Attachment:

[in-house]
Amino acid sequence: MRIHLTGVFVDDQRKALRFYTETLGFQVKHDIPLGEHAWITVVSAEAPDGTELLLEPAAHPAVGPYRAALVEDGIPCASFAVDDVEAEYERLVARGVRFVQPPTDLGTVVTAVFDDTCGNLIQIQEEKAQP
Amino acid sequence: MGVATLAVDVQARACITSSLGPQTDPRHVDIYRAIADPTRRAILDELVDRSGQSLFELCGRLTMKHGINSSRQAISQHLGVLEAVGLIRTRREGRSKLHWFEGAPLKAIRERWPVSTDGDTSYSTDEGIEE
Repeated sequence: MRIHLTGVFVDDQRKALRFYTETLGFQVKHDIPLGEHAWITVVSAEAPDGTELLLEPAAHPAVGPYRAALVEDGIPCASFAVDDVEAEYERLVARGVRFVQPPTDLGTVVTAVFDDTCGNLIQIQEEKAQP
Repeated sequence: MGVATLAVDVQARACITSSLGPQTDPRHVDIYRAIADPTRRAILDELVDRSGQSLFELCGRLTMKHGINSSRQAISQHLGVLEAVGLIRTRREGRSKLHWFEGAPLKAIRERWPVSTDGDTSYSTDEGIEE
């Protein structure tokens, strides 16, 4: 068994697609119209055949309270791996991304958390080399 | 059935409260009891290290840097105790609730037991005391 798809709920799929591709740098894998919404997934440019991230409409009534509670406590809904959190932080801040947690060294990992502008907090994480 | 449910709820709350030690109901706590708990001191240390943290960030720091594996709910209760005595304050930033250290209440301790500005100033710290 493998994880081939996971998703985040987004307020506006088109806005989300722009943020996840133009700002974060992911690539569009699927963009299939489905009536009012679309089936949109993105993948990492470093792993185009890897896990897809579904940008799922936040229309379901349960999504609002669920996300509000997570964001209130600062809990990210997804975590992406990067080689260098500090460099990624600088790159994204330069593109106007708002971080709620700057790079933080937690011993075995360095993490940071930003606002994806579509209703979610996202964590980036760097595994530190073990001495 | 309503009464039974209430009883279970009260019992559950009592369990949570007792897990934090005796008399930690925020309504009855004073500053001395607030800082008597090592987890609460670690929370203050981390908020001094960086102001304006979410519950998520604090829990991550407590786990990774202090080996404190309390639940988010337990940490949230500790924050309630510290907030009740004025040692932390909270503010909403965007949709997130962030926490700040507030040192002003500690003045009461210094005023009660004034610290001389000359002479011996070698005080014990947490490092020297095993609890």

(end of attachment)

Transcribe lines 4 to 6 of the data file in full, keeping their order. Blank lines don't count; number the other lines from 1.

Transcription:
Repeated sequence: MRIHLTGVFVDDQRKALRFYTETLGFQVKHDIPLGEHAWITVVSAEAPDGTELLLEPAAHPAVGPYRAALVEDGIPCASFAVDDVEAEYERLVARGVRFVQPPTDLGTVVTAVFDDTCGNLIQIQEEKAQP
Repeated sequence: MGVATLAVDVQARACITSSLGPQTDPRHVDIYRAIADPTRRAILDELVDRSGQSLFELCGRLTMKHGINSSRQAISQHLGVLEAVGLIRTRREGRSKLHWFEGAPLKAIRERWPVSTDGDTSYSTDEGIEE
């Protein structure tokens, strides 16, 4: 068994697609119209055949309270791996991304958390080399 | 059935409260009891290290840097105790609730037991005391 798809709920799929591709740098894998919404997934440019991230409409009534509670406590809904959190932080801040947690060294990992502008907090994480 | 449910709820709350030690109901706590708990001191240390943290960030720091594996709910209760005595304050930033250290209440301790500005100033710290 493998994880081939996971998703985040987004307020506006088109806005989300722009943020996840133009700002974060992911690539569009699927963009299939489905009536009012679309089936949109993105993948990492470093792993185009890897896990897809579904940008799922936040229309379901349960999504609002669920996300509000997570964001209130600062809990990210997804975590992406990067080689260098500090460099990624600088790159994204330069593109106007708002971080709620700057790079933080937690011993075995360095993490940071930003606002994806579509209703979610996202964590980036760097595994530190073990001495 | 309503009464039974209430009883279970009260019992559950009592369990949570007792897990934090005796008399930690925020309504009855004073500053001395607030800082008597090592987890609460670690929370203050981390908020001094960086102001304006979410519950998520604090829990991550407590786990990774202090080996404190309390639940988010337990940490949230500790924050309630510290907030009740004025040692932390909270503010909403965007949709997130962030926490700040507030040192002003500690003045009461210094005023009660004034610290001389000359002479011996070698005080014990947490490092020297095993609890």